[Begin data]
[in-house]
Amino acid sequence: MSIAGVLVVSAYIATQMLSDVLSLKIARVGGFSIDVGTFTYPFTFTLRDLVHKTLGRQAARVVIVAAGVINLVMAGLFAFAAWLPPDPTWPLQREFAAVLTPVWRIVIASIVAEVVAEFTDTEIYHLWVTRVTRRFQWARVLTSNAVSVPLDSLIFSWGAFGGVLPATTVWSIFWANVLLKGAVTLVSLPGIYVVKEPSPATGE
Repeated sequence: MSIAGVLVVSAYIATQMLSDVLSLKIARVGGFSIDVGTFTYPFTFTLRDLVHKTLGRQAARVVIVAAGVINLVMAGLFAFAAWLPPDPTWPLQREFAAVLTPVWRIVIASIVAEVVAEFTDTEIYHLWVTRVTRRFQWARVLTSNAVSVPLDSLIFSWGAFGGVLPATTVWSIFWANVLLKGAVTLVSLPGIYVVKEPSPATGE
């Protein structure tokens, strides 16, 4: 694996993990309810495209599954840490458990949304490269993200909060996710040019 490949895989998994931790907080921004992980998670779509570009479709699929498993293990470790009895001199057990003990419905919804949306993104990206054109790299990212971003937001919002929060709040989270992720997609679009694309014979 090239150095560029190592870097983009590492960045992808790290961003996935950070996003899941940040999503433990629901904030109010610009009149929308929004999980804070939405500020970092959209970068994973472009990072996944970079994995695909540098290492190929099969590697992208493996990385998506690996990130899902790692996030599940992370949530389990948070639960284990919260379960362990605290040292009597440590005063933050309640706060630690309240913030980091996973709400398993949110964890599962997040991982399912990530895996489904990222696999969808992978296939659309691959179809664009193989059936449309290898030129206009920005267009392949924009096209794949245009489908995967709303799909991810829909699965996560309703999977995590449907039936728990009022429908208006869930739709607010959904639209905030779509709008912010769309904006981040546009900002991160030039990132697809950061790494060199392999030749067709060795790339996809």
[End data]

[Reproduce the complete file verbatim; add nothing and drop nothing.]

[in-house]
Amino acid sequence: MSIAGVLVVSAYIATQMLSDVLSLKIARVGGFSIDVGTFTYPFTFTLRDLVHKTLGRQAARVVIVAAGVINLVMAGLFAFAAWLPPDPTWPLQREFAAVLTPVWRIVIASIVAEVVAEFTDTEIYHLWVTRVTRRFQWARVLTSNAVSVPLDSLIFSWGAFGGVLPATTVWSIFWANVLLKGAVTLVSLPGIYVVKEPSPATGE
Repeated sequence: MSIAGVLVVSAYIATQMLSDVLSLKIARVGGFSIDVGTFTYPFTFTLRDLVHKTLGRQAARVVIVAAGVINLVMAGLFAFAAWLPPDPTWPLQREFAAVLTPVWRIVIASIVAEVVAEFTDTEIYHLWVTRVTRRFQWARVLTSNAVSVPLDSLIFSWGAFGGVLPATTVWSIFWANVLLKGAVTLVSLPGIYVVKEPSPATGE
């Protein structure tokens, strides 16, 4: 694996993990309810495209599954840490458990949304490269993200909060996710040019 490949895989998994931790907080921004992980998670779509570009479709699929498993293990470790009895001199057990003990419905919804949306993104990206054109790299990212971003937001919002929060709040989270992720997609679009694309014979 090239150095560029190592870097983009590492960045992808790290961003996935950070996003899941940040999503433990629901904030109010610009009149929308929004999980804070939405500020970092959209970068994973472009990072996944970079994995695909540098290492190929099969590697992208493996990385998506690996990130899902790692996030599940992370949530389990948070639960284990919260379960362990605290040292009597440590005063933050309640706060630690309240913030980091996973709400398993949110964890599962997040991982399912990530895996489904990222696999969808992978296939659309691959179809664009193989059936449309290898030129206009920005267009392949924009096209794949245009489908995967709303799909991810829909699965996560309703999977995590449907039936728990009022429908208006869930739709607010959904639209905030779509709008912010769309904006981040546009900002991160030039990132697809950061790494060199392999030749067709060795790339996809």